While agree to whats been written ; For others IRST is a Long debated subject which would have different opinions by different experts. J-10C comes with IRST.


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"The Next BVR Battle in the region would be more fiercely contested then anywhere else in modern Aerial combat history. Instead of Lopsided battles between US F-15s & F-16s vs older watered down MiGs or earlier models of BVR Missiles - The current Theater in Subcontinent could potential boast some of the most current & updated A2A Missiles pitted at ranges not done before. The First detect First shoot capabilities, extensive use of AESA Radars, Coperative Targeting with UAVs, role of AEW&C , No escape Zone or near to it firing vs Maneuvers to negate would be mouth watering."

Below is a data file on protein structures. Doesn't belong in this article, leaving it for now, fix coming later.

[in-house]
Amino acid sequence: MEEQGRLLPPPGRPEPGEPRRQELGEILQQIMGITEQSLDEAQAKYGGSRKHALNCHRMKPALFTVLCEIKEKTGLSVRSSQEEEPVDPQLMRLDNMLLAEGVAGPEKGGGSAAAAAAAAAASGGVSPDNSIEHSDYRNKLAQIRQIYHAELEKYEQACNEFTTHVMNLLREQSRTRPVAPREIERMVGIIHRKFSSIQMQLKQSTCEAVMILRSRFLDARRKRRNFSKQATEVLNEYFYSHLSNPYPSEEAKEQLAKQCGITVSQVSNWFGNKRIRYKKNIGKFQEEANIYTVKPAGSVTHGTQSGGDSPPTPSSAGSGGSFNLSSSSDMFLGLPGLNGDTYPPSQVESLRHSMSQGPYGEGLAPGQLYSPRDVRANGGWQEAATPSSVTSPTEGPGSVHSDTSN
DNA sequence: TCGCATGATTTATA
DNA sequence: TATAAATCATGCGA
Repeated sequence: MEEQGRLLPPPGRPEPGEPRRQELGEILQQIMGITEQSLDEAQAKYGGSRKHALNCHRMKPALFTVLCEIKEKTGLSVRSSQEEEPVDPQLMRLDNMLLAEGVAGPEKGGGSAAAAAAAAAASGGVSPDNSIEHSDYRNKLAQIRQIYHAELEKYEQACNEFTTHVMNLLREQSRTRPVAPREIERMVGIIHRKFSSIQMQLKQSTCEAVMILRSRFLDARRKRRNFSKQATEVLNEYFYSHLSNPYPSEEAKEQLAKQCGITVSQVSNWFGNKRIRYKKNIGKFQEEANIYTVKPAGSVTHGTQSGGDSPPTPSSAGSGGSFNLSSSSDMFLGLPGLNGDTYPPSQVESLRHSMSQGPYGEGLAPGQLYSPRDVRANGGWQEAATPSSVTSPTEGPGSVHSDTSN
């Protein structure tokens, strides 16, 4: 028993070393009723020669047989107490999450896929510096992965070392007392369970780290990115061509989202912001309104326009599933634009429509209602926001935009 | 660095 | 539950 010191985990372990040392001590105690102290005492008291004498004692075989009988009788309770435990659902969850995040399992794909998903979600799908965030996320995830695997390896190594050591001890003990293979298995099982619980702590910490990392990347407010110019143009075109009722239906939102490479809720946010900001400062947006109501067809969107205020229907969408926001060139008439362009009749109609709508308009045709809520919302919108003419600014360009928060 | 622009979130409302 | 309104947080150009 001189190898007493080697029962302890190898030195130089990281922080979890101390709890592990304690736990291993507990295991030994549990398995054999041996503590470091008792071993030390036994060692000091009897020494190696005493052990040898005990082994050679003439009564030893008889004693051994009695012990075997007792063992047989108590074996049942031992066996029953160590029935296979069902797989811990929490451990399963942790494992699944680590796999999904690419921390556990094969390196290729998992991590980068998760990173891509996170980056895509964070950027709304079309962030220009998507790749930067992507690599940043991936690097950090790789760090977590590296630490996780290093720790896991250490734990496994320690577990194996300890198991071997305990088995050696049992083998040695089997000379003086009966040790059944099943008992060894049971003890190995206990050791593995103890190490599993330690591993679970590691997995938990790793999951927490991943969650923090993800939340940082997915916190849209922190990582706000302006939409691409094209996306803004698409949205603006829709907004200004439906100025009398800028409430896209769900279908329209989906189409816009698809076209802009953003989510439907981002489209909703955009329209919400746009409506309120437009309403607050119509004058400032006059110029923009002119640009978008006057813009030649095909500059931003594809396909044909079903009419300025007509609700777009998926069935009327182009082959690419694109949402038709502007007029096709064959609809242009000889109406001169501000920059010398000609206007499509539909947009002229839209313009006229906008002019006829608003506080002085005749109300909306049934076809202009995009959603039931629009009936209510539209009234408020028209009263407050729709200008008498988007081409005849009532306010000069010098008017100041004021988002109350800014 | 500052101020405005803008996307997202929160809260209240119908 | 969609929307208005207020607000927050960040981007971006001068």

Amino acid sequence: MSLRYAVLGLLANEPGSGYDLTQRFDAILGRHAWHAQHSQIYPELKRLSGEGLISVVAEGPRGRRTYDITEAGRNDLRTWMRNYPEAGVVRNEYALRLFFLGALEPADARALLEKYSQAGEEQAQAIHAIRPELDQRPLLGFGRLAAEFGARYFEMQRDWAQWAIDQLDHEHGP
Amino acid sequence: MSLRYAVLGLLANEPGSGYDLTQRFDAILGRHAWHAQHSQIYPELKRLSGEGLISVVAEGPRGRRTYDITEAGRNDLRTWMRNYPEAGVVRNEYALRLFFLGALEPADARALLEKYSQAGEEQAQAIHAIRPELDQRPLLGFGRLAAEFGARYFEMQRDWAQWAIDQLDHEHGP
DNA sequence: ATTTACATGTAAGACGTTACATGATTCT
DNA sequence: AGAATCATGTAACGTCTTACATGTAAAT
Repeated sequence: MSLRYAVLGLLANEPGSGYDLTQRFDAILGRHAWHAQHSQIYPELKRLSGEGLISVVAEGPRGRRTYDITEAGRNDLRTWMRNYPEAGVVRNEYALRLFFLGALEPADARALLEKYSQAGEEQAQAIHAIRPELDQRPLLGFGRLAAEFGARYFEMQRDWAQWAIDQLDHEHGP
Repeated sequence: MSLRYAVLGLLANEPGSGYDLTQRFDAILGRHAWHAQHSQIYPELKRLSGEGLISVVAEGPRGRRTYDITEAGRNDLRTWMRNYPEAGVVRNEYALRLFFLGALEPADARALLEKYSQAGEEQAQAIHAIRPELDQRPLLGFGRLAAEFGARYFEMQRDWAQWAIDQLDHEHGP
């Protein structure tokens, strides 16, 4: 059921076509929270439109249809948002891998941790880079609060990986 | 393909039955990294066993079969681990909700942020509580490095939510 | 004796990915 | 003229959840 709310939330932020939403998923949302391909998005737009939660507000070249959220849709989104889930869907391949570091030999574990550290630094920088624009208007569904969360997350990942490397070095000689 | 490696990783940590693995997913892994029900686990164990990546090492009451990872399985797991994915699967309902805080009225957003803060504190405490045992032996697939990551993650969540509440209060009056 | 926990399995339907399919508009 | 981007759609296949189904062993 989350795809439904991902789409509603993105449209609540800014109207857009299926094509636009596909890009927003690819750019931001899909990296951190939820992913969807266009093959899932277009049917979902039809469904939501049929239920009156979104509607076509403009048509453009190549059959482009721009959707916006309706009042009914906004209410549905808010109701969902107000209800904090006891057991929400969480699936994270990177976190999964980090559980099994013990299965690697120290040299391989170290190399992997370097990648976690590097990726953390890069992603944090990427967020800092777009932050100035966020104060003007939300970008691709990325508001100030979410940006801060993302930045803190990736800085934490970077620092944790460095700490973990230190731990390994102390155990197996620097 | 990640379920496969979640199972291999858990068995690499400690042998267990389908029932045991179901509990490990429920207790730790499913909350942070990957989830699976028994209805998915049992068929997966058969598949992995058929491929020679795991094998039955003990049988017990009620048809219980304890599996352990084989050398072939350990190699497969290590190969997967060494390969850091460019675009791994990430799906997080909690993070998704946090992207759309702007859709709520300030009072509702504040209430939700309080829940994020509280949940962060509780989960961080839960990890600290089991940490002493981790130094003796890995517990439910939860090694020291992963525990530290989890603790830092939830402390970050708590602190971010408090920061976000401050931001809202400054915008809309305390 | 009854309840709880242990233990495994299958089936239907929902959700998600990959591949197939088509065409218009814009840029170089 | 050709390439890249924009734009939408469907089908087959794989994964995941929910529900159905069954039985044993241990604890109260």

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The JF-17 gets underestimated when compared to the Su-30MKI (and basically all other modern Indian fighter other then the Rafale), but these upgrades allow it to nearly operate in a similar manner to the latest Gripens (I now think each JF-17 should have a built in IRST on the nose and use the chin station to carry a dedicated jammer or targeting pod depending on the mission). An IRST coupled with a variant of the PL-15E with and infrared seeker could be very useful in dealing with these large RCS/Large IR signature aircrafts, or even the lower signatures of the Rafale from closer ranges.
Working with China to put in the best IRST system would pay off.

If all those features are true there would be more customers for the JF-17
 
TRG-230 MISSILE ON AKINCI RAIDER HALE UAV SEAD CAPABILITY

The TRG-230 Missile provides accurate and effective fire power against high priority targets within the ranges of 20-70 km. [Upto 100 km max]